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How Your Joints Get Injured

Our joints are marvellously designed to allow us to do the very large number of activities and attain the very large number of postures that we wish to in doing a variety of functional deeds. Each joint is designed with a particular function in mind for the position it is placed in the body and for the forces it has to exert and resist. However, our joints are often injured in sport, leisure activities or just in everyday activities and such injuries need good management to settle down completely.

Joints may suffer a direct injury to their surface, the articular cartilage which coats the joint surfaces to a depth of several millimetres. This cartilage is slippery and dense, will indent with pressure but spring back slowly once the pressure is removed, and is fed by the synovial fluid secreted by the joint. One type of joint injury to get a direct blow across the joint so one joint surfaces impacts heavily on the other. This causes a local trauma which can vary from a bruised cartilage area to a region of the cartilage being detached by the blow and then becoming a loose body within the joint.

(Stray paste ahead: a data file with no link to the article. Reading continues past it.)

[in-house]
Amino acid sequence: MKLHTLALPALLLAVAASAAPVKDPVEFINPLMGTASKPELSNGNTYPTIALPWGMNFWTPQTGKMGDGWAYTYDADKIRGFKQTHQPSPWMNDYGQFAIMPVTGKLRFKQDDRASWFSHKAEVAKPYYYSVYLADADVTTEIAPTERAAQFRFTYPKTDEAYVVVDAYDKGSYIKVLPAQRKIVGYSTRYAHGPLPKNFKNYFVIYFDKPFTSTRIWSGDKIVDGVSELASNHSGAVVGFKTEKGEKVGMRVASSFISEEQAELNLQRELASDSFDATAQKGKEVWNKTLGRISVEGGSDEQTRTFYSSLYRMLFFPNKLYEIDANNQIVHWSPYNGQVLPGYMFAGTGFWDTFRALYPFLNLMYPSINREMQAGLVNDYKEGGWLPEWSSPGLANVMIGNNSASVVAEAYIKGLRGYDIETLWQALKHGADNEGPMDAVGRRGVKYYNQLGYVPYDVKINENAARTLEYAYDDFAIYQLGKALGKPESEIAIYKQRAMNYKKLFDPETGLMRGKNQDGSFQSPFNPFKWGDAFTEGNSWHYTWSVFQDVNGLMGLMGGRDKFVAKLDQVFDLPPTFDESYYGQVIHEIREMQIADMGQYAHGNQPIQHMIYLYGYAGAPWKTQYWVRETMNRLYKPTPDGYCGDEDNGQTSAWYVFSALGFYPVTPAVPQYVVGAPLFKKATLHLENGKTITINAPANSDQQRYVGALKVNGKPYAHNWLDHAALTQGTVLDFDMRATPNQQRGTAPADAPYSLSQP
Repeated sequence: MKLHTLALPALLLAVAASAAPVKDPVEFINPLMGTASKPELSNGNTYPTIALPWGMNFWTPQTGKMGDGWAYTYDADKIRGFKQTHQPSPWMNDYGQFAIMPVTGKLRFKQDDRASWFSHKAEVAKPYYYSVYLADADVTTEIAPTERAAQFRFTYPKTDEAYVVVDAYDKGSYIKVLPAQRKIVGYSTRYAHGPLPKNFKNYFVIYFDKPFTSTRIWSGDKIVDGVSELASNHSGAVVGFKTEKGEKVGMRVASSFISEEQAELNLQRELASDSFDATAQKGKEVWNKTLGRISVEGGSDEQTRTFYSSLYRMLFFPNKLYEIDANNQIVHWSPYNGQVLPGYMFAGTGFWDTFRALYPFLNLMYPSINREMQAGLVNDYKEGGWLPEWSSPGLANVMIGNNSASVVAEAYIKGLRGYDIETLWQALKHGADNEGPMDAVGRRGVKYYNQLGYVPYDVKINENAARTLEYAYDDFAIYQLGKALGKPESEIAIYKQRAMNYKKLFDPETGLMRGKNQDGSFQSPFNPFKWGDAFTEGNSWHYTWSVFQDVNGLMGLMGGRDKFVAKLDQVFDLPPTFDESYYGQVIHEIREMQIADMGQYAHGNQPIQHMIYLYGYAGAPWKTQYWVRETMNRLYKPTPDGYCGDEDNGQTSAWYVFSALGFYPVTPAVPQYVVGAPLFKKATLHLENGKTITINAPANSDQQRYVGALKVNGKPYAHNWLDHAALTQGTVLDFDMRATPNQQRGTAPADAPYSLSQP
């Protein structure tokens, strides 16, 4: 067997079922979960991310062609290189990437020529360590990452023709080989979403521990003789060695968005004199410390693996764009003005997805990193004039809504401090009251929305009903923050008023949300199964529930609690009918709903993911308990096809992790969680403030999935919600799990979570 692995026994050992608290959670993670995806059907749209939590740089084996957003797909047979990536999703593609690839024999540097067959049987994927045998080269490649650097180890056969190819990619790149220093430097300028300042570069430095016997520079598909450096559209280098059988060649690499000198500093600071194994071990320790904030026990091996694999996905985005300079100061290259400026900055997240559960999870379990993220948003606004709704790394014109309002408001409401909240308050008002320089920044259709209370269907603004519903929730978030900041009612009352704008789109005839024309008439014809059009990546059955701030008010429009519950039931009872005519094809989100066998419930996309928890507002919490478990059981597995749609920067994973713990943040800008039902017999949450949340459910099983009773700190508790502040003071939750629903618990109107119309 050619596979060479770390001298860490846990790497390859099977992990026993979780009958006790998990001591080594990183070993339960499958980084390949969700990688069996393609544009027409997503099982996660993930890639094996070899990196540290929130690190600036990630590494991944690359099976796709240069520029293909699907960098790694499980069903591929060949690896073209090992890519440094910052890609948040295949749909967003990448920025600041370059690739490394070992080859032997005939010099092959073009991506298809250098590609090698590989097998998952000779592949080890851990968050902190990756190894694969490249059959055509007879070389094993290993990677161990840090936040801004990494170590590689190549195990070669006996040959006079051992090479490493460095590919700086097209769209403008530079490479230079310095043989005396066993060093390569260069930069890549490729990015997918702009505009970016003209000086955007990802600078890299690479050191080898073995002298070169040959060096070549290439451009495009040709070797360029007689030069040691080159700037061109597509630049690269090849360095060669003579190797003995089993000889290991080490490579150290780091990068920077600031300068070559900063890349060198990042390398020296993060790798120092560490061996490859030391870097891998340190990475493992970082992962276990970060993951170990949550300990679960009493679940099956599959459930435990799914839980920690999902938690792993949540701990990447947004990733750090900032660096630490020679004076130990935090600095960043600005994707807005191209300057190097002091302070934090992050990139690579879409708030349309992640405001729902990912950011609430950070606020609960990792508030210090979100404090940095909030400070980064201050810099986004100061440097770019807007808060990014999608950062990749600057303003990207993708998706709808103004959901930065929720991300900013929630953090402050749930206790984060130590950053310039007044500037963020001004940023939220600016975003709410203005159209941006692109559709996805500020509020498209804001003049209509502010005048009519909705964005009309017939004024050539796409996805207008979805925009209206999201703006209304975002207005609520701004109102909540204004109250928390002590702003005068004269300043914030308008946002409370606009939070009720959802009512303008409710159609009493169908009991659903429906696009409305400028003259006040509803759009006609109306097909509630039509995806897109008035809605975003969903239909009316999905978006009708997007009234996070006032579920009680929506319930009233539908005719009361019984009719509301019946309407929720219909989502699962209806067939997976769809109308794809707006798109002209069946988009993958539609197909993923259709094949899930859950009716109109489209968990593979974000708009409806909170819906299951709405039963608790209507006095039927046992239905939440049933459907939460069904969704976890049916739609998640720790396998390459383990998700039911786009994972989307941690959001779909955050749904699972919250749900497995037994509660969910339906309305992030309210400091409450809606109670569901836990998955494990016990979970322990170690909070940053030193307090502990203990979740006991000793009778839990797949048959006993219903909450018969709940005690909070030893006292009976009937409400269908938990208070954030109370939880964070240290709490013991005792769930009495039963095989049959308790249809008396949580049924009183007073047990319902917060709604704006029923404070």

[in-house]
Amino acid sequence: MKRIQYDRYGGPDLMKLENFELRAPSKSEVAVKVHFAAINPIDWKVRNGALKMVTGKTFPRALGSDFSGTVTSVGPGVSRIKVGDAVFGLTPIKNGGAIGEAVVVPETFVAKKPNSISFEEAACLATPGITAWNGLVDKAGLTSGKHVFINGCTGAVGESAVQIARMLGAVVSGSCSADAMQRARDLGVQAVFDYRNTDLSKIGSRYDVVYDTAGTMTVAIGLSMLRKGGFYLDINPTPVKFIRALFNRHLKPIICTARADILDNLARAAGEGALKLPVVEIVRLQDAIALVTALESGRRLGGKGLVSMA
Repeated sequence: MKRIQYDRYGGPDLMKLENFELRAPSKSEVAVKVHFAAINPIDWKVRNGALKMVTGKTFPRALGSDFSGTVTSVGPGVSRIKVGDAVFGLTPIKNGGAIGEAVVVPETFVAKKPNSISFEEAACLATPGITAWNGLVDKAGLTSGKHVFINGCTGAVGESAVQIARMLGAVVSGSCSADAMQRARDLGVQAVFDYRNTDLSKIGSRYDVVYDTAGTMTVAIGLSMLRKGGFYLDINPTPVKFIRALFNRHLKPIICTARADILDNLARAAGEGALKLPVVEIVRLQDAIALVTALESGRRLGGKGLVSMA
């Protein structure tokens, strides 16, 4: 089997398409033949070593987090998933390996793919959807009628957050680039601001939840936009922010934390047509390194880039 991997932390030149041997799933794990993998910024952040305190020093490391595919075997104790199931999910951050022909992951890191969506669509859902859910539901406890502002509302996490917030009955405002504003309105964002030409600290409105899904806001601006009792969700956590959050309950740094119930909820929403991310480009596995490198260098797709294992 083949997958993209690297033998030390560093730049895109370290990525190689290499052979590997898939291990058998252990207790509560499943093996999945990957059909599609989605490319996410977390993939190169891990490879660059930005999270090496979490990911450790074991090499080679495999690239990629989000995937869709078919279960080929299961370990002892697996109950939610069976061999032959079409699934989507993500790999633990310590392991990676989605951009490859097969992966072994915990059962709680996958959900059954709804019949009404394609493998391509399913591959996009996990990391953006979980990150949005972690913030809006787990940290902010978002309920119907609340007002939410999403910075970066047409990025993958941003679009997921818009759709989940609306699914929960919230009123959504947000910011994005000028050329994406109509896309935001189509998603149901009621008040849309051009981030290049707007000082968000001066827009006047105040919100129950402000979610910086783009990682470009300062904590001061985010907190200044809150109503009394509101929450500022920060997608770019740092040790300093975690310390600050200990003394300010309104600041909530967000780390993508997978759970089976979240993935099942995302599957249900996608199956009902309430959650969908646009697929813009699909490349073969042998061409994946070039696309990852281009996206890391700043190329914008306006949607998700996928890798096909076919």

This kind of injury will often go together with a ligamentous injury and will be serious enough to cause a quick swelling of the joint, most commonly the knee due to its vulnerable position in the centre of the chain of the leg. The person will keep the knee bent to around 30 degrees which is the position where most of the knee structures are most lax, minimising the forces through the joint. Cartilage injuries are slow to heal and if a piece of it has been bounced off this will not heal back, leaving a bare area which may scar to some degree but not be like the previous tissue.

Another type of injury occurs when the joint is strongly stressed on one side, pushing it out of alignment and straining the ligamentous structures which hold the joint stable. Ligament injuries can vary from minor strains to complete ruptures but many will need expert evaluation, often after the acute pain has settled, to ensure that a significant injury has not occurred. Muscle injuries are less common than ligamentous ones but often involve the muscle contracting against a stronger force or when the joint is moving the other way.

 

Author: Jonathan Blood-Smyth

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